Conspiracy theories

Conspiracy theories

An inquest has just decided that Diana, Princess of Wales, and her companion Dodi al-Fayed, were “unlawfully killed” ten years ago. Dodi’s father, Mohammed al-Fayed, owner of Harrod’s, has managed the clever trick of both expressing the sentiment that the verdict will come as a blow to all those who, like him, believe they were murdered, and also claiming the verdict proved him right.

This, of course, comes after that other bizarre court case, the one in which Heather Mills said that she was a victim of rough justice while maintaining that she’d won her case.

I don’t know what it is about the rich and famous these days, but those two seem completely off their chumps. Al-Fayed’s, er, strange conspiracy theory has the United Kingdom run by Prince Philip and the secret services, who employ stuntmen so skilled that they can reliably cause a Mercedes 280S to ram a pillar at exactly the right angle to fatally injure most of its occupants. This is a big car equipped with all the safety systems you can imagine; had it hit at a slightly different angle, the occupants would almost certainly still be alive today.

Possibly al-Fayed was still smarting from Prince Philip’s decision in 2001 to remove his warrant from Harrod’s (you know: those fancy coats of arms with the words “By Appointment to H.R.H. the Duke of Edinburgh”). Or maybe he just failed to get his Duke of Edinburgh’s Award. Then again, this is just as likely to be exactly the kind of muddled thinking you’d expect from a man who would commission a sculpture symbolising the Holy Spirit as an albatross.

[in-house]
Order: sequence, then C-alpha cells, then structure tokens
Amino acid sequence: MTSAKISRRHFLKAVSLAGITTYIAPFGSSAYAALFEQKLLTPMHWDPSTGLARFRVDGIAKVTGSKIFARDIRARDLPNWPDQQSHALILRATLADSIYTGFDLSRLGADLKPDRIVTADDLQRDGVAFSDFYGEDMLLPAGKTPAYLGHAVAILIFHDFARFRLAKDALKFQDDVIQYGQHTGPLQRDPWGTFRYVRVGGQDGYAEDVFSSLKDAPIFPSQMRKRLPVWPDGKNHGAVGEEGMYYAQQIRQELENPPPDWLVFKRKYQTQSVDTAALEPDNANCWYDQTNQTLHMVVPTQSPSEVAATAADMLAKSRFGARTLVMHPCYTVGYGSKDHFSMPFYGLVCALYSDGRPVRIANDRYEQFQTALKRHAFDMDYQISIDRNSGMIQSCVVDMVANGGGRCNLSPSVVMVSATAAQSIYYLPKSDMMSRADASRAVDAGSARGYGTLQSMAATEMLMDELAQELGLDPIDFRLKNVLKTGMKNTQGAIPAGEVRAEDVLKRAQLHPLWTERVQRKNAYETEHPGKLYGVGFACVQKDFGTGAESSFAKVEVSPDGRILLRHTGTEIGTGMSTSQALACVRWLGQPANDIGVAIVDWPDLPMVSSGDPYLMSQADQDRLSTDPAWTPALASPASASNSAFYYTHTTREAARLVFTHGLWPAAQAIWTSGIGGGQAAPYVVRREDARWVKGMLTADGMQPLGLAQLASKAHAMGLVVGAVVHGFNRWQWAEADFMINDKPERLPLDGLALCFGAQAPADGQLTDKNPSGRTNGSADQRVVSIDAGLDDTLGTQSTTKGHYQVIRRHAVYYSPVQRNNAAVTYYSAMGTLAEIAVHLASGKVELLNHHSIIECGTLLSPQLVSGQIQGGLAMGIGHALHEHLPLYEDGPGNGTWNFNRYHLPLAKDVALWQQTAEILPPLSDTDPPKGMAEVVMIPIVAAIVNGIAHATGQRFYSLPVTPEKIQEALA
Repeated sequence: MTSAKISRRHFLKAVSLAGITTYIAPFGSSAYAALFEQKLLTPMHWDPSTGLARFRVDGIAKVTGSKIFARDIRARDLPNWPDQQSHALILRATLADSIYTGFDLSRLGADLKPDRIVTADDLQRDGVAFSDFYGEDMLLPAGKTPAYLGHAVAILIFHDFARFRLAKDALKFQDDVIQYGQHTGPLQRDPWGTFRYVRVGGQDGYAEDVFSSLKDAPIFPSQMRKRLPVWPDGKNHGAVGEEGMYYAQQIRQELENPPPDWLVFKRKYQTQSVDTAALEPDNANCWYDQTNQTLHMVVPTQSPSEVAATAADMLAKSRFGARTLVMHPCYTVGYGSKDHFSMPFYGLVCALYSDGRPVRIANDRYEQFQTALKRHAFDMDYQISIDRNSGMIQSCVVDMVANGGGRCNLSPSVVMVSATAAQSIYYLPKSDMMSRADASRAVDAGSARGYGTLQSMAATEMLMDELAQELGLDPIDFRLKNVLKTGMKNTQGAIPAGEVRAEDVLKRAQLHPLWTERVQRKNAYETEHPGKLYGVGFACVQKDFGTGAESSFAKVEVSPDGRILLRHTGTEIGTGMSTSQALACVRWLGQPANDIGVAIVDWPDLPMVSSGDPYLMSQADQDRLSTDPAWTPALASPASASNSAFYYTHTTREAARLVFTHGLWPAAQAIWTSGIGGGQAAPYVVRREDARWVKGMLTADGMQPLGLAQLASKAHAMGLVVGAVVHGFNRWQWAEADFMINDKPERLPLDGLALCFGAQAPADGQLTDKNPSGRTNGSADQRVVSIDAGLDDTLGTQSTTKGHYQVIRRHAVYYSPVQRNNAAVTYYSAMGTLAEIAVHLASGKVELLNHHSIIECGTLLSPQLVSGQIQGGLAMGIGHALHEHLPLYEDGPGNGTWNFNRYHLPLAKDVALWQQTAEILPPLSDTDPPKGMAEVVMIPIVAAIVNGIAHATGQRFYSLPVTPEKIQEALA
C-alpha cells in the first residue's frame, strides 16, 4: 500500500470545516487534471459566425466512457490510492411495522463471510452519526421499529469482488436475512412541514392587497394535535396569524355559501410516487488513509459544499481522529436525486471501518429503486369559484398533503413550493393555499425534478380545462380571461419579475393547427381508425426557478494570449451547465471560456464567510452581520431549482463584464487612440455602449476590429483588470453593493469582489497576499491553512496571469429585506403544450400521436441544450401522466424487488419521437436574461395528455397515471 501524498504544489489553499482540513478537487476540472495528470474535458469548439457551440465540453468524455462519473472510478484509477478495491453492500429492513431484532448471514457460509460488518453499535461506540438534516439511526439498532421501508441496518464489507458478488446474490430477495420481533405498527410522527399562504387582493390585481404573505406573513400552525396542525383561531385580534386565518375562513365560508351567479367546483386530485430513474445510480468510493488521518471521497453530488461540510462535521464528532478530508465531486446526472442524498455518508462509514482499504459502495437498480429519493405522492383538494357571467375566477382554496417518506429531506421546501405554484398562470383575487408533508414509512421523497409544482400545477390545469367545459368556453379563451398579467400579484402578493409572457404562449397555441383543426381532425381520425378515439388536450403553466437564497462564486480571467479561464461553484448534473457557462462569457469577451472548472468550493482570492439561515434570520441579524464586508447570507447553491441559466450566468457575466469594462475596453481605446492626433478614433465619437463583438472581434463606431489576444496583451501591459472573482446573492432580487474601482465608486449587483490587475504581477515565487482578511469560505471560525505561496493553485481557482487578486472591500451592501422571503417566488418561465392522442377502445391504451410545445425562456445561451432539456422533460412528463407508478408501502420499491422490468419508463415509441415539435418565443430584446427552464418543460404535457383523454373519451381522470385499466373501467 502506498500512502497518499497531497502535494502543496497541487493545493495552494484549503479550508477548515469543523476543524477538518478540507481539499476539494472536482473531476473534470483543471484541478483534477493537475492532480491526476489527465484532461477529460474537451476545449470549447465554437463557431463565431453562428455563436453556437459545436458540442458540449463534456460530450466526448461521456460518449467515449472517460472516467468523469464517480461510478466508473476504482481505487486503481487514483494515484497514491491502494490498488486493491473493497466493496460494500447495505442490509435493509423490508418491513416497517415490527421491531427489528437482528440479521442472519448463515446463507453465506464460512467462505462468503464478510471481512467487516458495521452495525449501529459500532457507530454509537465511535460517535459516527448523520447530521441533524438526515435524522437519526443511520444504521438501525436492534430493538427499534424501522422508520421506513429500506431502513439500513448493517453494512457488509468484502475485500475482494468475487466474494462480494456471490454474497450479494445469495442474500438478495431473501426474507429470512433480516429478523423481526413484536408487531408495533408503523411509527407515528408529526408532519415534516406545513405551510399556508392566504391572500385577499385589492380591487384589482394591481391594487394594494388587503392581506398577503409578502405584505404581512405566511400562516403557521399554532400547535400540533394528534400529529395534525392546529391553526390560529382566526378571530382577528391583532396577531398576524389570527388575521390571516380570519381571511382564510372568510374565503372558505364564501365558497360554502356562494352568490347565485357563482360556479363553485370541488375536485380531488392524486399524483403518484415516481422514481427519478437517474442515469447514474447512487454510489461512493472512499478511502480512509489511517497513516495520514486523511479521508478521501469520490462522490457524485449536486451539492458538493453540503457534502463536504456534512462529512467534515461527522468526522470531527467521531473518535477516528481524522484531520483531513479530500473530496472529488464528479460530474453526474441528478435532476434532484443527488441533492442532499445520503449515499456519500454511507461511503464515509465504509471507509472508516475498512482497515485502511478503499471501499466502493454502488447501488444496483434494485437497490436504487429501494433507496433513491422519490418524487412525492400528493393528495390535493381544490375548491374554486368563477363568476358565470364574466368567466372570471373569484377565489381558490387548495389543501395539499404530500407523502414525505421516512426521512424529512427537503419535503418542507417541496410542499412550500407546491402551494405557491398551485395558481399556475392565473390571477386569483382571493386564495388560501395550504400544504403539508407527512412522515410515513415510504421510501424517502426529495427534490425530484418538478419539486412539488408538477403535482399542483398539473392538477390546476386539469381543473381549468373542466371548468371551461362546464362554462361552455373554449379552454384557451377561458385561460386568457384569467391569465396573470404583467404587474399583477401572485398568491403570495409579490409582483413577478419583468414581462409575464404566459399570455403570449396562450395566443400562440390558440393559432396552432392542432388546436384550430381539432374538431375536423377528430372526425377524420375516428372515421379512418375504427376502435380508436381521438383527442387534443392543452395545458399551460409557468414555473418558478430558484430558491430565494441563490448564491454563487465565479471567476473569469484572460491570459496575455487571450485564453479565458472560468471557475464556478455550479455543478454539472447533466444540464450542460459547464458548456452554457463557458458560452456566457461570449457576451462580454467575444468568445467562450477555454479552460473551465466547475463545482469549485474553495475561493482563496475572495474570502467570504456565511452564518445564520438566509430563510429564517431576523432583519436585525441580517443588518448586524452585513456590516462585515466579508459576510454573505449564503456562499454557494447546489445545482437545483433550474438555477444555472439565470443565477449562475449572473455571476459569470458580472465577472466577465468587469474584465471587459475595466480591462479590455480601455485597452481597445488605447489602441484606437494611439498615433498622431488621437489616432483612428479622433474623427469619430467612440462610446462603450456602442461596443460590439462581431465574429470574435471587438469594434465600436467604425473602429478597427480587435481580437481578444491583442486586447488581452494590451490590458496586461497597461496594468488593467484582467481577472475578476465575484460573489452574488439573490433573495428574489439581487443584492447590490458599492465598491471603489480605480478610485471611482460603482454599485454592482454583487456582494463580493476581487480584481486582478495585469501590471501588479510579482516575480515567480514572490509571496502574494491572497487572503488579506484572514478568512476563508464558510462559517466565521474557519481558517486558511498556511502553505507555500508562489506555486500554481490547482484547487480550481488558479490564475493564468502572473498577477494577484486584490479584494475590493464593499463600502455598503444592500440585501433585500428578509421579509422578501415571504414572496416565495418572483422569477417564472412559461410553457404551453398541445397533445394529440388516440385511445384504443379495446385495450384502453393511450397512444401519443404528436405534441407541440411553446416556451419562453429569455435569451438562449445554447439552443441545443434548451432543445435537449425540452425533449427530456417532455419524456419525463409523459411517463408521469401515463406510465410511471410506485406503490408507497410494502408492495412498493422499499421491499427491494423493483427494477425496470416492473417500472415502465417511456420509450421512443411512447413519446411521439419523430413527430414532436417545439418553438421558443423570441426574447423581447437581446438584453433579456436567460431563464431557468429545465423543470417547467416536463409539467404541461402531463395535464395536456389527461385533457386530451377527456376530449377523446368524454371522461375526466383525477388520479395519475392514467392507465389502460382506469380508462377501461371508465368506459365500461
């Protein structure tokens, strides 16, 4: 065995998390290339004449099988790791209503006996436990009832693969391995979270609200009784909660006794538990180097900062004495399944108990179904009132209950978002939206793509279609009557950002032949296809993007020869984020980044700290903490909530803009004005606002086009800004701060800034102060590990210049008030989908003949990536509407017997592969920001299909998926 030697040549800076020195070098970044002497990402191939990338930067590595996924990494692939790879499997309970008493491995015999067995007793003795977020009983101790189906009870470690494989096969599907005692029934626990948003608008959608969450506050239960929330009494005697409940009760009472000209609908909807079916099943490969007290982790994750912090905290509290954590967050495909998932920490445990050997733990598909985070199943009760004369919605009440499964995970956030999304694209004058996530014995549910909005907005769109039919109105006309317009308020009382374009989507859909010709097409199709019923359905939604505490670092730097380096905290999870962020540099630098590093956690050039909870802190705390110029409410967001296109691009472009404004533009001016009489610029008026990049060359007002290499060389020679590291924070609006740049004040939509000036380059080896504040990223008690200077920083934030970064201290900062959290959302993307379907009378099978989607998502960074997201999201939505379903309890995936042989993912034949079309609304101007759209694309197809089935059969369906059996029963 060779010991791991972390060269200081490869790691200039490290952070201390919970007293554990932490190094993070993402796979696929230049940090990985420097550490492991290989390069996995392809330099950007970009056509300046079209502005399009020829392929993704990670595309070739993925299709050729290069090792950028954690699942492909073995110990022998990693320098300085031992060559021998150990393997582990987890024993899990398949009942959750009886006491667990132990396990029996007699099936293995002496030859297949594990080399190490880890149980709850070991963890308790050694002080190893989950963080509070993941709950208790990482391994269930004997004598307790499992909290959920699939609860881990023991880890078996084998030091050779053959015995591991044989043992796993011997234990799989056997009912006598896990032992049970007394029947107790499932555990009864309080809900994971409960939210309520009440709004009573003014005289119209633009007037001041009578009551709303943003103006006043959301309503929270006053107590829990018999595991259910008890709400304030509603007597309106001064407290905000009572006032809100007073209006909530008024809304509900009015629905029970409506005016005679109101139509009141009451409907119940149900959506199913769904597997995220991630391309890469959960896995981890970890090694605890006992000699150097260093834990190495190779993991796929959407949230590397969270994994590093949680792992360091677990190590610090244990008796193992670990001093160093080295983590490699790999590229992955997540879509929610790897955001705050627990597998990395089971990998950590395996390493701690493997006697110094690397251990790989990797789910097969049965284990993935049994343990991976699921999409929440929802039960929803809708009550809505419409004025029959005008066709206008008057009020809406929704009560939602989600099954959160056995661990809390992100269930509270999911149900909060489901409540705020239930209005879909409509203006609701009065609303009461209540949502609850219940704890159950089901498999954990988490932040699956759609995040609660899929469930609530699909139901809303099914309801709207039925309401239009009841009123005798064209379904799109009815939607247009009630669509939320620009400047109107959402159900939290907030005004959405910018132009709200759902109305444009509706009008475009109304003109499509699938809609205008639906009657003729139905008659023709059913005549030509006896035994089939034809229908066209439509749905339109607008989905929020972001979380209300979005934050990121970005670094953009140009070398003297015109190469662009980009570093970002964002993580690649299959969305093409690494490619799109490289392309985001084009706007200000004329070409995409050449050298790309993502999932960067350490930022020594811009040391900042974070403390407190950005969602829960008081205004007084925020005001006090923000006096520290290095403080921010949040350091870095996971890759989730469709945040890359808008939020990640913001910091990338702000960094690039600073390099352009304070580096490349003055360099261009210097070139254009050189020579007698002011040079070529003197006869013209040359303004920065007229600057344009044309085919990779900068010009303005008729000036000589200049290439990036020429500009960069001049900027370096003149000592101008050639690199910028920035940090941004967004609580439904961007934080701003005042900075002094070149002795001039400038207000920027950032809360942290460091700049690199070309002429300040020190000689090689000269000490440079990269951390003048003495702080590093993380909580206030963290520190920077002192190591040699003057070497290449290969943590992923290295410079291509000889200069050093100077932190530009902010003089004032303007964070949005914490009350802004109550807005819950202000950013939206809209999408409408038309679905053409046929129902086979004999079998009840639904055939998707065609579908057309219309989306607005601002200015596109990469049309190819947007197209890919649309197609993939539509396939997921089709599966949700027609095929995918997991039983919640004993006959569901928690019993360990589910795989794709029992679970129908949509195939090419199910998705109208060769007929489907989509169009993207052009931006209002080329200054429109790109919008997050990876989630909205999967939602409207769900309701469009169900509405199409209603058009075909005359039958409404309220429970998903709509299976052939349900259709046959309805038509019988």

The verdict, of course, was “unlawful killing”. This was an inquest, so it wasn’t not up to the jury to say whether it was murder, manslaughter or what. The verdict simply means that the victims died as a result of laws being broken: specifically, in this case, their driver was drunk and the other cars on the road were driving recklessly. Whether this was deliberate or not would be for a criminal trial to decide, but as this happened in France, the British authorities have no powers to prosecute anyone.

In al-Fayed’s mind, of course, those other cars were driven by members of the British secret services. In everybody else’s mind — and very possibly in the real world most of us inhabit at least some of the time — those other cars were full of paparazzi.

In any case, it was both disturbing and amusing to hear Mr al-Fayed, speaking through his lawyer, simultaneously accepting and rejecting the jury’s verdict. Almost as disturbing and amusing as seeing Heather Mills rant incoherently about the British justice system.

I think the two of them are a match made in heaven. Britain’s least popular immigrant and Britain’s least popular charity worker. They ought to get married. That, at least, would tempt me to read the gossip columns.